Oil prices have crashed more than 30% after OPEC failed to reach an output deal with its allies, triggering a price war between Saudi Arabia and Russia.
Mere seconds after the market opened on Monday, global benchmark Brent crude futures fell 31.6% to US$31.02 per barrel, its lowest level since February 2016.
By mid-afternoon trade, West Texas Intermediate futures were also down 33.1% to US$27.60/bbl, exceeding its worst-ever trading day recorded at the start of the Gulf War in 1991.
By late Monday, Brent was still trading 25% lower at US$33.66/bbl while WTI crude futures were down 27% to US$30.10/bbl.
This is the latest blow to a market that is already suffering from the spread of COVID-19 and particularly, as a result of government-imposed travel bans.
Global demand for energy has plunged, along with the airline and tourism industries, as people have cut back on travel around the world and businesses have scaled back or shut down in the wake of the health crisis.
Analysts are concerned the virus outbreak will continue to slow economies, leading to even lower demand for energy.
OPEC fails to reach output deal
The crash is being attributed to the Organization of Petroleum Exporting Countries (OPEC)’s failure to strike a deal with its allies regarding production cuts, which was anticipated to alleviate the negative impact the coronavirus has had on the oil market.
As oil prices took a dive last month, OPEC proposed to extend existing oil production cuts of 1.7 million barrels per day (MMbpd) until the end of 2020 and proceed with an additional 600,000bpd cut until the end of the second quarter.
However, talks broke down in Vienna last week with Russia refusing to agree to OPEC’s deal.
Furthermore, the OPEC+ meeting concluded with no directive for the production cuts currently in place, which are set to expire at the end of March. This effectively means nations will be free to pump at will.
Over the weekend, Saudi Arabia further escalated the situation by slashing its official selling prices for April by $6 to $8, which analysts have said was an effort to retake market share and heap pressure on Russia.
The kingdom also hinted at ramping up production by more than 2MMbpd, which means a potential supply glut could add further pressure to prices.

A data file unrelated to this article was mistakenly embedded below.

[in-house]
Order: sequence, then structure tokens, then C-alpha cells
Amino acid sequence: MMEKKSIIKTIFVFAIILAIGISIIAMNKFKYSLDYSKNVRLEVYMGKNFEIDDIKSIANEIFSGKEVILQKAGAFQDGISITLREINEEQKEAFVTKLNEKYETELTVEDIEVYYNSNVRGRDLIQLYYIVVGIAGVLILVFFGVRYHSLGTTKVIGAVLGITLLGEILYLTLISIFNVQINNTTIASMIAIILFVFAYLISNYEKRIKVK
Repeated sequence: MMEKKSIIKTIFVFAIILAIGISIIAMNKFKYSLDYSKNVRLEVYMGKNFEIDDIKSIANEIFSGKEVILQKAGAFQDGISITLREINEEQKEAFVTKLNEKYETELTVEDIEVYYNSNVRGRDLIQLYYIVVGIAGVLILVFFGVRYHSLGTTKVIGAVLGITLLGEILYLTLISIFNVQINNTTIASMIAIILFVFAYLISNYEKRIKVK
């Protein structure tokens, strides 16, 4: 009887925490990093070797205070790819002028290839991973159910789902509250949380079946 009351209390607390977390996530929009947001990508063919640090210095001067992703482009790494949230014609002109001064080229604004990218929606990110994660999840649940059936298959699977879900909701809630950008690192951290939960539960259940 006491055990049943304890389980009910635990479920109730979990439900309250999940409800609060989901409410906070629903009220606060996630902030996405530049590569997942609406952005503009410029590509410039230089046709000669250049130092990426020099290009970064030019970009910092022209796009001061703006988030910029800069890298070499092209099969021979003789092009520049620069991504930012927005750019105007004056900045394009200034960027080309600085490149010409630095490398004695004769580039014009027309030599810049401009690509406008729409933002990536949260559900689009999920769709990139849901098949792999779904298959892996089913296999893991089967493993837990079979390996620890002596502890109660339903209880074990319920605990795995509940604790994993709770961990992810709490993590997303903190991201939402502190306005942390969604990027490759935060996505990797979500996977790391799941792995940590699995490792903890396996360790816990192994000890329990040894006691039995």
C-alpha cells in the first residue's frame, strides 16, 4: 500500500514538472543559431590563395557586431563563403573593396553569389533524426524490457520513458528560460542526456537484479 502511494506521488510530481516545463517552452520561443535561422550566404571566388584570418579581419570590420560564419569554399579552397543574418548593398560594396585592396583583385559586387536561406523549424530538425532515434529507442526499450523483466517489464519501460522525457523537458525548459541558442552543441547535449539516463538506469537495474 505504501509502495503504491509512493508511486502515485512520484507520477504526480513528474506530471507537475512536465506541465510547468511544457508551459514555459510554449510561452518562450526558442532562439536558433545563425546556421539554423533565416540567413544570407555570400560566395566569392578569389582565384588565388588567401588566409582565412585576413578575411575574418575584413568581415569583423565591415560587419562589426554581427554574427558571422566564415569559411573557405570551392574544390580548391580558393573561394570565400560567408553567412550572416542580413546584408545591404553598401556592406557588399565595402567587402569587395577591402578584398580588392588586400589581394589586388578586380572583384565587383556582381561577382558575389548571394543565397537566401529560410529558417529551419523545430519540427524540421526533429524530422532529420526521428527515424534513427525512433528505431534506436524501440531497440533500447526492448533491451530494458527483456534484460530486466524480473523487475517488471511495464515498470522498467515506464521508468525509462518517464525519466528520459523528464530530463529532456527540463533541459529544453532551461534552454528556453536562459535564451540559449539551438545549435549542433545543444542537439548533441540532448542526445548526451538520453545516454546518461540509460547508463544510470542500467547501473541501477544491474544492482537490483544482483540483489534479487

Goldman Sachs analyst Damien Courvalin was quoted by media to have said the OPEC and Russia oil price war “unequivocally started this weekend when Saudi Arabia aggressively cut the relative price it sells its crude by the most in at least 20 years”.
“The prognosis for the oil market is even more dire than in November 2014, when such a price war last started, as it comes to a head with the significant collapse in oil demand due to the coronavirus,” he said.
Analysts including Goldman Sachs, as well as former Exxon senior Middle East advisor Ali Khedery, have warned of huge geopolitical implications and prices dropping as low as US$20/bbl.
Although others including political risk consultancy Eurasia Group told media they are hopeful that Saudi Arabia and Russia can come to an agreement.
In particular, Iran and Venezuela have been named as producers that would suffer the most from crashing prices, since their oil-based economies are already under pressure from US sanctions.
Impact on the ASX
The Australian stock market lost more than $137 billion in value on Monday, representing the biggest single-day loss since the Global Financial Crisis.
At close of trade, the ASX 200 index had fallen 7.33% or 456 points to finish at 5,761.
Papua New Guinea-based oil producer Oil Search (ASX: OSH) sank 20% on Monday morning and continued to slide by more than 35% by afternoon trade to close at $3.30.
Beach Energy (ASX: BPT) has also lost close to 20% of its value, falling to $1.33 by close of trade.